Sharing a stage with Vice President Joe Biden at a New York City press conference, the father of a boy murdered in Newtown said he was “ashamed” of Congress for not pursuing a federal assault weapons ban.
Neil Heslin, who lost his son, Jesse Lewis, during the Sandy Hook Elementary School shooting in December, was one of several Newtown parents to appear with Biden and New York Mayor Michael Bloomberg at a Thursday press conference.
Heslin was reacting to news this week that there was not sufficient support in the U.S. Senate to include an assault weapons ban in federal gun control legislation.
“No child deserves to be murdered, brutally slaughtered the way these children were, and quite honestly, I’m really ashamed to see that Congress doesn’t have the guts to stand up and make a change to put a ban on these types of weapons,” he said.
In addition to an assault weapons ban, Heslin said Congress should pass laws requiring universal background checks for gun purchases as well as address problems with the country’s mental health system. He said his son was murdered by a “cowardly deranged person with an assault weapon.”
Lynn McDonnell, who lost her daughter Grace, said lawmakers should ask themselves if they were doing enough to “bring about real and meaningful change. And if they are not, to ask themselves ‘Why not?’”
Biden referred to the AR-15-style rifle used in the shooting as a “weapon of war.” He called for a ban on the gun as well as a prohibition on high-capacity ammunition magazines. He said neither ban would infringe on the 2nd Amendment.
Biden said he asks opponents of the bans to think about Newtown.
“Think about how many of these children or teachers may be alive today had [the shooter] had to reload three times as many times as he did,” he said. “. . . Tell me how it violates anyone’s constitutional right to be limited to a clip that holds 10 rounds instead of 30.”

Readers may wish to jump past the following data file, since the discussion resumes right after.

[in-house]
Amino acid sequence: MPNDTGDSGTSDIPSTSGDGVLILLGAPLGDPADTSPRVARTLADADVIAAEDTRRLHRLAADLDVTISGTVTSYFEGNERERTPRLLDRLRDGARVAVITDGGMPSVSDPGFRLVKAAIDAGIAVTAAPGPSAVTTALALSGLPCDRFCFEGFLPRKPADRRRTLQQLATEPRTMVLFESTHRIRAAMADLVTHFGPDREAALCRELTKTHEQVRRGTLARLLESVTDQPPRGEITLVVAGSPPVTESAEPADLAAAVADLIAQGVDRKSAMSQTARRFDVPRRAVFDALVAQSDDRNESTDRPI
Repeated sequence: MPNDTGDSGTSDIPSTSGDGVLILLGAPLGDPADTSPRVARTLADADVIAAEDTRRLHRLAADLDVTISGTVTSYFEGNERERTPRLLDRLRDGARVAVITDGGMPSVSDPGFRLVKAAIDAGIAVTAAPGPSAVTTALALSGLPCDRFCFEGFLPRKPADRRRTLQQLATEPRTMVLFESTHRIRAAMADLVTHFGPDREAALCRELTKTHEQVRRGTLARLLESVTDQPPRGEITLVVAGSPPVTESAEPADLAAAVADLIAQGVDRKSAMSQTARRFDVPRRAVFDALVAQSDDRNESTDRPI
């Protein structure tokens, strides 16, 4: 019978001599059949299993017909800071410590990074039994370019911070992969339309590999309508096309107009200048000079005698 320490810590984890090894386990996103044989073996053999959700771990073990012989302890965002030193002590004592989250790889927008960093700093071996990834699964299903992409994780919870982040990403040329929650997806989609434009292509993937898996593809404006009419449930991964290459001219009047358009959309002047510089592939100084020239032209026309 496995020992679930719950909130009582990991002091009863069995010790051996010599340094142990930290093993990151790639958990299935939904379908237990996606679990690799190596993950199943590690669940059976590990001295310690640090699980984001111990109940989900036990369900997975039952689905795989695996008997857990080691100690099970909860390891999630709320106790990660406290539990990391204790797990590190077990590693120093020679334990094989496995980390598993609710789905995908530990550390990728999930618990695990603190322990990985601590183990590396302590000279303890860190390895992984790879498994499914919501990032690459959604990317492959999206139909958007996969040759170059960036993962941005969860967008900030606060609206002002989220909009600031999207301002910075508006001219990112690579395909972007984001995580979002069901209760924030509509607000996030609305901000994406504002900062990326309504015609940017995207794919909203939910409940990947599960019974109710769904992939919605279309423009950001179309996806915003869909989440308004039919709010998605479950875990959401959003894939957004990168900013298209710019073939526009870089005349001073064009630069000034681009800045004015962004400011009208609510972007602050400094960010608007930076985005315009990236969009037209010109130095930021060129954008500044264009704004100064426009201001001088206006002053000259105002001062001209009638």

Biden said that the political risk for supporting what he called simple, “common sense” gun proposals has been overstated. He said most of the public, including gun owners, support the proposals.
Bloomberg called on people watching the press conference to call their representatives in Congress and tell them that gun control would be the deciding issue in future elections. For lawmakers who do not support the gun control proposals, he said constituents should support whoever runs against them in the next election, regardless of their political party.
“That is the only way you are going to make a difference here,” Bloomberg said. “Congress just has to get some courage and it’s up to us as Americans and as fellow human beings to sort of give them that courage.”
U.S. Sens. Richard Blumenthal and Chris Murphy both issued press releases on Tuesday expressing optimism that Congress was still moving forward with some legislation in response to the Newtown shooting. Blumenthal said the assault weapons ban was always an uphill battle.
“As we have known all along, we face a marathon and not a sprint,” Blumenthal said.
Gov. Dannel P. Malloy released a statement saying he was “disappointed” by the proposal’s exclusion from federal legislation, but said it did not deter efforts to enact gun violence prevention efforts in Connecticut.